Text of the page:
DNR investigates unauthorized trails

An investigation by Department of Natural Resources (DNR) conservation officers has revealed unauthorized trails were cut in the Paul Bunyan State Forest.

An investigation by Department of Natural Resources (DNR) conservation officers has revealed unauthorized trails were cut in the Paul Bunyan State Forest.

The report was drafted by conservation officers Mike Lawrence and Colleen Adam after conducting interviews with members of the Paul Bunyan Forest Riders, Norseman and Northern Lights motorcycle clubs and DNR officials in 2005.

The nine-month inquiry is the first investigation of unauthorized trails on state land.

The Martineau off-highway motorcycle trails are two loops, totaling 67 miles, in the southern unit of the Paul Bunyan State Forest.

A network of single-track trails was established in the forest in the 1970s, according to Mike Carroll, DNR regional director. In the late '70s, the DNR worked with clubs to provide optional routes, with grant-in-aid funding.


But through the years, without formal internal review and transitional DNR staff, unauthorized OHM trails were being created, Carroll said. "There was a communication breakdown,"

"Footwork" by DNR personnel during the re-routing process of trails in 2004 uncovered the problem, Carroll said. Roughly 5,000 linear feet of unauthorized cutting was found.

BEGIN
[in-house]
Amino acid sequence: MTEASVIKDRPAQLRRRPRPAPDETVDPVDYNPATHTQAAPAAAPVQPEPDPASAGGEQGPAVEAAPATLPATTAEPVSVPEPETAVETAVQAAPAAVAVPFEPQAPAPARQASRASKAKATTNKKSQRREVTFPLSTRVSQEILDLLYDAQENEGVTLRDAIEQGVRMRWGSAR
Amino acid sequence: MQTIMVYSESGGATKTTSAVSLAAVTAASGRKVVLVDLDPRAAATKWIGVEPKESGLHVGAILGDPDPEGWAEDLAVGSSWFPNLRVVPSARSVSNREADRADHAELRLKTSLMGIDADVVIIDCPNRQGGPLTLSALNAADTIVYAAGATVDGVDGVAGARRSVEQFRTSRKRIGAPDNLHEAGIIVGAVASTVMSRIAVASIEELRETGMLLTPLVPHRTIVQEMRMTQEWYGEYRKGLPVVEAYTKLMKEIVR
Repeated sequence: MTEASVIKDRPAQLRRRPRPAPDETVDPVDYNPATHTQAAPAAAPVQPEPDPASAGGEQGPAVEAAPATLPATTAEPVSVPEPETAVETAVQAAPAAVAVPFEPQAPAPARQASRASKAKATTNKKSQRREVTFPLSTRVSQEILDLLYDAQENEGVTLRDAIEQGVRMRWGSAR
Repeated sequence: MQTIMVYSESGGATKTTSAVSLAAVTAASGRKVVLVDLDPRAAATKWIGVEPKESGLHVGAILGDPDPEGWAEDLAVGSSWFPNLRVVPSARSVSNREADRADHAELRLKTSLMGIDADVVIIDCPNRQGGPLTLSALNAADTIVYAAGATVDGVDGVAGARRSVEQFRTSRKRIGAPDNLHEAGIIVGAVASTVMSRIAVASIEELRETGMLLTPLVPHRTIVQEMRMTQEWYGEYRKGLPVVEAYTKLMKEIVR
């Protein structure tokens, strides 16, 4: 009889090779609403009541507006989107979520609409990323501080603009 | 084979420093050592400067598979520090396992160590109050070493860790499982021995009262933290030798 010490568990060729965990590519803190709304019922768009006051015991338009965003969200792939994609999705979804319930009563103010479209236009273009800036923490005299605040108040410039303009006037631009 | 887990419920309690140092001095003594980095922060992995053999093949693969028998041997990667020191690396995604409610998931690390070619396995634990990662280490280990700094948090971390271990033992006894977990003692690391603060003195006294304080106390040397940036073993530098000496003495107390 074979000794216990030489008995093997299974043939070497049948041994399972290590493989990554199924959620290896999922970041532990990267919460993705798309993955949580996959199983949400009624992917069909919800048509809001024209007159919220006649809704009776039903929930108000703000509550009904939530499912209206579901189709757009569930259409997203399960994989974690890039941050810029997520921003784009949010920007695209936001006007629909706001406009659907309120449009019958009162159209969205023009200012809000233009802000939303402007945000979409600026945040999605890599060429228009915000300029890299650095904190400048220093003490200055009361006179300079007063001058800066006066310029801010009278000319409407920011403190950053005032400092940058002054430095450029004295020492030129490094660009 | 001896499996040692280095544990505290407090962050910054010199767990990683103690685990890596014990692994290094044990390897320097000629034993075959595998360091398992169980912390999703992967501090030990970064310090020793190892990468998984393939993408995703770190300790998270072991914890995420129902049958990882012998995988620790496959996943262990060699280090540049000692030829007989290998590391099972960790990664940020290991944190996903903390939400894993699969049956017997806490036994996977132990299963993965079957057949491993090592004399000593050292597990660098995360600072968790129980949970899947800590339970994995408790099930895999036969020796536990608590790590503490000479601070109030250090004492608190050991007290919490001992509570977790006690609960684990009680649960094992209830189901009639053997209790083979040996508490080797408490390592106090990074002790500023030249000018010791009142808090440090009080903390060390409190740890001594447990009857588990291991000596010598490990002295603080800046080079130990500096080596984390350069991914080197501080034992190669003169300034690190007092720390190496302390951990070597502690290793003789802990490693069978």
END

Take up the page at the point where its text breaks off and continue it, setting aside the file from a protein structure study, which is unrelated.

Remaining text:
Global positioning system (GPS) mapping verified the infraction.

The investigation began last May after a forester complained of trails being developed in the Paul Bunyan State Forest without a permit.

According to the law enforcement report compiled by Lawrence and Adam, interviews were conducted with Floyd Martineau who "admitted the clubs have re-routed trail segments for various reasons," citing over use, active timber harvest or environmental damage from improper trail placement.

Martineau indicated several active club members, including himself, had done trail realignments, according to the report. He stated he was aware authority needed to be granted by the Trails and Waterways Division of the DNR before major projects are initiated.

But he also stated, according to the report, it was "difficult getting forestry to meet with them due to time constraints and scheduled event needs."

Since 2004, the DNR has "tightened up" the grant-in-aid procedures, Carroll said. "With more technology, there's more scrutiny. There was no additional malfeasance in 2005."


He said there appears to have been no misuse of funds on the corridor by Martineau or other longtime members of the club. He said he's found them to be a "reliable" group to work with.

The Martineau Trail is considered to be one of the top 10 motorcycling trails in the country, Carroll said. Club members, who for years have taken an active role in its maintenance, do not want to impugn that image.

The damage does not warrant issuing a ticket, Carroll said.

The funding process may be tightened, however, with maintenance on the Martineau becoming an open bid versus a grant-in-aid procedure. "It's a more open process.

"It's an important issue," he said. "It wasn't as tight as it should be. But we're making progress."

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